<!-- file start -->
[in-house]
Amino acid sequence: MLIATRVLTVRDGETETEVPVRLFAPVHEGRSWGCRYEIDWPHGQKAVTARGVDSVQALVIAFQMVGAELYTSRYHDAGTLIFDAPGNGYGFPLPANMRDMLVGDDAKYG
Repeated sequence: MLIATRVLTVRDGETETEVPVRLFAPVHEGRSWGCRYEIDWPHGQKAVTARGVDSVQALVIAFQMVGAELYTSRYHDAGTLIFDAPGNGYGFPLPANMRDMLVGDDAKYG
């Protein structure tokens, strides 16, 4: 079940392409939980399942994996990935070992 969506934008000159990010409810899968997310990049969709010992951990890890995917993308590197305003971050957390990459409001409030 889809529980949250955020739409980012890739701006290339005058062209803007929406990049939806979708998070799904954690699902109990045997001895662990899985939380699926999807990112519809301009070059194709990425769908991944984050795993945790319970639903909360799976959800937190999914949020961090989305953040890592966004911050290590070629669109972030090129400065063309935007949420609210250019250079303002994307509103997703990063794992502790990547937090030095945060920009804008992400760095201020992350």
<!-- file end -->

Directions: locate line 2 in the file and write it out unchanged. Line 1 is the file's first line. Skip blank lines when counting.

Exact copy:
Amino acid sequence: MLIATRVLTVRDGETETEVPVRLFAPVHEGRSWGCRYEIDWPHGQKAVTARGVDSVQALVIAFQMVGAELYTSRYHDAGTLIFDAPGNGYGFPLPANMRDMLVGDDAKYG